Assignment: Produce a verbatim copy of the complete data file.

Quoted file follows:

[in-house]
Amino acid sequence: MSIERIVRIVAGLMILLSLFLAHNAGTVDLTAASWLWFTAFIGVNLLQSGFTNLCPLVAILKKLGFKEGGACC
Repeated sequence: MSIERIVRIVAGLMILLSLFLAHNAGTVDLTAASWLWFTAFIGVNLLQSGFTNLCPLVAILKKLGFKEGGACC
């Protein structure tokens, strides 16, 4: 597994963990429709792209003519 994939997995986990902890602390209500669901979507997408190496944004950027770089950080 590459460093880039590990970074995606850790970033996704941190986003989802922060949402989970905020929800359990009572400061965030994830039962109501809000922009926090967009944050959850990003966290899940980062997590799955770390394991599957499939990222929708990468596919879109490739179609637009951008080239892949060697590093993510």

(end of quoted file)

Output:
[in-house]
Amino acid sequence: MSIERIVRIVAGLMILLSLFLAHNAGTVDLTAASWLWFTAFIGVNLLQSGFTNLCPLVAILKKLGFKEGGACC
Repeated sequence: MSIERIVRIVAGLMILLSLFLAHNAGTVDLTAASWLWFTAFIGVNLLQSGFTNLCPLVAILKKLGFKEGGACC
């Protein structure tokens, strides 16, 4: 597994963990429709792209003519 994939997995986990902890602390209500669901979507997408190496944004950027770089950080 590459460093880039590990970074995606850790970033996704941190986003989802922060949402989970905020929800359990009572400061965030994830039962109501809000922009926090967009944050959850990003966290899940980062997590799955770390394991599957499939990222929708990468596919879109490739179609637009951008080239892949060697590093993510």